By: Charles Eckel
Date: July 5, 2017
The Internet Engineering Task Force (IETF) blew into Chicago for IETF 98 on 25-31 March. As has become customary, the week-long meeting kicked off the weekend prior with the IETF Hackathon, a key element of the IETF’s approach to combine running code and open source software with the specification of new and evolving Internet standards.
IETF Hackathons are free and open to everyone. Its stated goals are to:
- Advance the pace and relevance of IETF standards activities by bringing the speed and collaborative spirit of open source development into the IETF.
- Bring developers and young people into IETF and get them exposed to and interested in IETF.
Attending the IETF meeting the following week is encouraged, but optional. One of the ways the Hackathon meets its first goal is by encouraging participants to share what they gained during the Hackathon with the larger IETF community, both by presenting their results during Working Group sessions and by demonstrating their work at the Bits-N-Bites reception.
The Chicago Hackathon saw more than 115 people collaborate on code with colleagues from various companies, standards organizations, open source communities, and universities. For about a third of the participants, this was their first IETF Hackathon. For about a dozen, this was their first experience with the IETF at all.
We had roughly 15 different projects, each led by volunteers called champions. Projects were shared in advance via the Hackathon wiki, and when the doors opened at 8am Saturday, champions posted signs by their tables to help potential contributors locate the teams they wished to join.
Despite jet lag from travel and the early start, teams worked late into the night Saturday, even after the last remnants of dinner were cleared and the last beer was consumed. On Sunday, folks again started early by ironing out bugs and coding up additional functionality until the project presentations started at 2pm. Each team had four minutes to share what they had done, what they had learned, and how they moved IETF work forward.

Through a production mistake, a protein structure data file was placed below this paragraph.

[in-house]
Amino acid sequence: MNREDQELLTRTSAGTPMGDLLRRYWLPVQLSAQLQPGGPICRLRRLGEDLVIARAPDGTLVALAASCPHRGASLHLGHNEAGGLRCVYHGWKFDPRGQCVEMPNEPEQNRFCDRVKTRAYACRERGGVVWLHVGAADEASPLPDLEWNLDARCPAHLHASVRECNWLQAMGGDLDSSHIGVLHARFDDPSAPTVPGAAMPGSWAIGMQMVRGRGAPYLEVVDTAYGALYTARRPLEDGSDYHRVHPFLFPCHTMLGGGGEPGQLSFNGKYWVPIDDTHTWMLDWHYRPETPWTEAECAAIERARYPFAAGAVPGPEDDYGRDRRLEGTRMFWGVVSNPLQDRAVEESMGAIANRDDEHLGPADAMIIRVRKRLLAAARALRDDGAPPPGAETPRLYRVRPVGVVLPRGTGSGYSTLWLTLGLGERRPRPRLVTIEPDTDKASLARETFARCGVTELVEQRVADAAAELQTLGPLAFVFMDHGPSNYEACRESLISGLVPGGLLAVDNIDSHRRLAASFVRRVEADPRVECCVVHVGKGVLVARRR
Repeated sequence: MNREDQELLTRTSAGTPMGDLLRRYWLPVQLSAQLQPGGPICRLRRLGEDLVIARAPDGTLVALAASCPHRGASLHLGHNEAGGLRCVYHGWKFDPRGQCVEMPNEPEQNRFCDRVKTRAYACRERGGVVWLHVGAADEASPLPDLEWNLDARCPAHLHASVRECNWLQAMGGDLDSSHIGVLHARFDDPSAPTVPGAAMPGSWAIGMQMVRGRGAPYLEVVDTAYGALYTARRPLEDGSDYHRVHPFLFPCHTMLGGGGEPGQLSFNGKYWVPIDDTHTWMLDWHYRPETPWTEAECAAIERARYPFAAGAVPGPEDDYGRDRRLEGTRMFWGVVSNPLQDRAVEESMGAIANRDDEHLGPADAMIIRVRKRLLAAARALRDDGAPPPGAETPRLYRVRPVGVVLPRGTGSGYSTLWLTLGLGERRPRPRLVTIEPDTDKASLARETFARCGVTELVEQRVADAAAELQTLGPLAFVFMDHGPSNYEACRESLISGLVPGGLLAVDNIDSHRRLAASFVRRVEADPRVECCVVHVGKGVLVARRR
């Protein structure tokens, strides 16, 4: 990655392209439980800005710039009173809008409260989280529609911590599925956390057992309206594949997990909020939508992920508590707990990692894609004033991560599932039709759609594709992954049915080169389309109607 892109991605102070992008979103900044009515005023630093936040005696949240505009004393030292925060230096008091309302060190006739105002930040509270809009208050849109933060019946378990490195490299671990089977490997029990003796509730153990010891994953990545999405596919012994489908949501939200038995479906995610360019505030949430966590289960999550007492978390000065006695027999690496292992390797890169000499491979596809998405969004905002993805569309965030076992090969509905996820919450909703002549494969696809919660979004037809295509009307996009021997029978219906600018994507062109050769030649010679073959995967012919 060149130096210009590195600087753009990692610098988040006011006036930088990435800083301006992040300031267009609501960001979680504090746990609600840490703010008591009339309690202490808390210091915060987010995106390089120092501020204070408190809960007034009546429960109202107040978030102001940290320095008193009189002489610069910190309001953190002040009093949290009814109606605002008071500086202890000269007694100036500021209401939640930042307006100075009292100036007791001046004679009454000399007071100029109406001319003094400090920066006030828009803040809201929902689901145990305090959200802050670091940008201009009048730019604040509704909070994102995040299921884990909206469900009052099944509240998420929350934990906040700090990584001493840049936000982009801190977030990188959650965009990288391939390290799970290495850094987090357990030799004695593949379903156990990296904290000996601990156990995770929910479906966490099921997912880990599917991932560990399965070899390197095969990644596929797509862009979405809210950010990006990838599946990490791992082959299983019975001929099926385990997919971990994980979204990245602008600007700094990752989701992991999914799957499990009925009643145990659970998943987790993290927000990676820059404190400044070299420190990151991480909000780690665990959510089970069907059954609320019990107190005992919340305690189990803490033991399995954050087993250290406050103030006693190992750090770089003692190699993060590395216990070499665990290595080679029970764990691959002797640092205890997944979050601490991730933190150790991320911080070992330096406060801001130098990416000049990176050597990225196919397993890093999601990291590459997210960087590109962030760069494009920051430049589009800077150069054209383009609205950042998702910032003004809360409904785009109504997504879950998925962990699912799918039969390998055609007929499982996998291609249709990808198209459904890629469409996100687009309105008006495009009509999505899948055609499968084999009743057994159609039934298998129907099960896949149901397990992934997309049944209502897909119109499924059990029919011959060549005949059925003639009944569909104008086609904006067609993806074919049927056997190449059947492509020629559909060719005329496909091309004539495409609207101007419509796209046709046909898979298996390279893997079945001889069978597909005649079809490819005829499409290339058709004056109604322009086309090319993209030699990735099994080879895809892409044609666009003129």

An esteemed set of judges from the IETF community listened and asked clarifying questions after each presentation. Winners were then announced in the spirit of friendly competition. The winning teams were as follows.
- (D)TLS: Best Overall, for their work on TLS 1.3 and the corresponding version of DTLS.
- NETVC: Measure Twice Cut Once, for a proof of concept that will guide future specifications.
- CAPPORT: Best Kickstart, for a project that kicked new energy into a Working Group that had stalled.
- WebRTC PSAP: Best Students, for a new project from professors and students at the Illinois Institute of Technology.
- LoRaWAN: Best Newcomers, for a project that benefited from significant contribution from first-time IETFers.
- AMT-Multicast: Most Remote Participant, with a team member participating remotely from Mauritius.
Another noteworthy team was the I2NSF project team, which included participants from Sungkyunkwan University in South Korea and traveled to Chicago to continue its award-winning project from IETF 97 Hackathon in Seoul. For details on these and other projects, see the Hackathon Web page at https://datatracker.ietf.org/group/hackathon/meetings/.
Winners were offered first shot at a variety of swag contributed by the IETF secretariat and Google. Winning teams also received priority when it came to Hackathon projects to feature at the Bits-N-Bites reception.
Four teams took advantage of the opportunity to share their work at Bits-N-Bites: AMT/Multicast, CAPPORT, WebRTC PSAP, and (D)TLS.
Special thanks to Hackathon sponsors, Ericsson and Mozilla; and thanks to my employer, Cisco DevNet, for supporting my efforts to organize the Hackathons and providing t-shirts for all participants—including for the first time ever, women’s sizes!
Last, but certainly not least, thanks to Alissa Cooper and Jari Arkko, the incoming and outgoing IETF chairs, who are both big supporters of the Hackathon and who have been instrumental in bringing it to the IETF.